║ Gaston Zvi Ickowicz ║

© Gaston Zvi Ickowicz, Untitled #2, from the series August 06, 2006 © Gaston Zvi Ickowicz, Untitled #6, from the series August 06, 2006 “The images in the series “August 06″ were taken in the summer of 2006, during the cease-fire between Israel and Lebanon. These photographs portray Ickowicz’s view of the war  a dark cloud that is at once present and absent. The images in this series examine the traces of a war that faded as quickly as it had begun  the vestiges of its contaminating presence.” To see more of Gaston’s work click here Continue reading ║ Gaston Zvi Ickowicz ║

║ Adi Nes ║

© Adi Nes, Hagar, from the series Bible, 2006 © Adi Nes, Untitled, from the series Soldiers, 2000 © Adi Nes, Untitled, from the series Soldiers, 1998 “Staged photography, the style which I’ve adopted, demands complex production and exacting direction, if for no other reason than a great deal of money and energy are poured into it. This is a style that, actually, developed when photography was invented. Later, people like Cindy Sherman, Jeff Wall, Gregory Crewdson and others brought staged photography to a certain level of artistic perfection. Some view photographers as “hunters” who go out into the streets … Continue reading ║ Adi Nes ║

║ Yuval Yairi ║

© Yuval Yairi, from the series Forevermore © Yuval Yairi, from the series Forevermore “Yuval Yairi’s (b. 1961) body of photographs, Forevermore, focuses on the Hansen Hospital in Jerusalem, the abode of Hansen’s disease patients, an illness which had erroneously been identified with biblical leprosy. Originally called Jesus Hilfe, the hospital was founded in 1887 by Protestant missionaries from Germany on a remote hillside, nowadays the Talabiya neighborhood. The massive stone building was designed by architect and researcher of Jerusalem, Conrad Schick (1822-1901). It represents late 19th-century Jerusalem architecture, combining European and Middle Eastern styles. The structure contains evidence of … Continue reading ║ Yuval Yairi ║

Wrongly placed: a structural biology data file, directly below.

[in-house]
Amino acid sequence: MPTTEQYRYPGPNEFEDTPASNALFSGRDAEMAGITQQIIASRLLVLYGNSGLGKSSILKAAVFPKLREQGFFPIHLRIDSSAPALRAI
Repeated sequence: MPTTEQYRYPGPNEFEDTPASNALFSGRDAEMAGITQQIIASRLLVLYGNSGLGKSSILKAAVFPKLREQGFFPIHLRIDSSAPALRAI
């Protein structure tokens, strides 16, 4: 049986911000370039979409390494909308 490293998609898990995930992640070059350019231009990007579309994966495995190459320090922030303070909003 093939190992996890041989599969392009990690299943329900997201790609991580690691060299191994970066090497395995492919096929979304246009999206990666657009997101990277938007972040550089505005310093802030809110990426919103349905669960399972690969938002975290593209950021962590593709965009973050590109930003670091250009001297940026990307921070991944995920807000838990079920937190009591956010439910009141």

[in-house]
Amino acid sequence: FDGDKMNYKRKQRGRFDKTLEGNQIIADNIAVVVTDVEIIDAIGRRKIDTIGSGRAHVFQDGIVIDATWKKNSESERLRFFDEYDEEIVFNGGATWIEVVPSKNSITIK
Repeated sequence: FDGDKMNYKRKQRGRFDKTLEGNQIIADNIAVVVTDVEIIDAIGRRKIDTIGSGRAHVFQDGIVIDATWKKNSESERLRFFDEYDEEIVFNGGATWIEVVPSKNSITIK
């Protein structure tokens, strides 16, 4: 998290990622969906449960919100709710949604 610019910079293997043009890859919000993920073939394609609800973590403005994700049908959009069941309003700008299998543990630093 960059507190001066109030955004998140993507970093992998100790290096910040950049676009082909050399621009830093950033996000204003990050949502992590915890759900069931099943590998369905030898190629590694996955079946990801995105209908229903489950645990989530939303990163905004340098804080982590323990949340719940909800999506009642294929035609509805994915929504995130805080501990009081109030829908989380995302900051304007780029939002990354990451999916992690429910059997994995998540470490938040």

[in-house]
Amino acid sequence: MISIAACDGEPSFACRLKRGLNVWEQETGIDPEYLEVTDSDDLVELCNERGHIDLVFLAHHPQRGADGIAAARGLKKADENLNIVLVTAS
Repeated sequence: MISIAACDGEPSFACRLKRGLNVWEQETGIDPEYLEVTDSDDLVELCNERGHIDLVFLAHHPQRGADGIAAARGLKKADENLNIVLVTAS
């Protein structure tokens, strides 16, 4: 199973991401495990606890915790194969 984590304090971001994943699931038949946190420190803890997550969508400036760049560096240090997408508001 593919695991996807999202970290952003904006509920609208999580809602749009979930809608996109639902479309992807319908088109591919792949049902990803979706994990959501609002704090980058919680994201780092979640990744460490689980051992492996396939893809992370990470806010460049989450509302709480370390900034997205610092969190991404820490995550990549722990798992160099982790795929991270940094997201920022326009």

║ Inbal Sivan ║

© Inbal Sivan, Baroque, 2003 © Inbal Sivan, Nude, 2007 “Inbal Sivan’s images borrow heavily from traditions in art history, including aspects of the “male gaze.” It entails inactive women looking at some vague point off-camera suggesting that they are not engaged with their audience (or with anything) but rather have appeared, conveniently, to be looked at. Ironically, the art Sivan references in her work has been made almost exclusively by men. The images created by these men are laden with burdens; long-standing conventions of art history, sexual interest and social gender roles. As a female artist, Sivan feels less … Continue reading ║ Inbal Sivan ║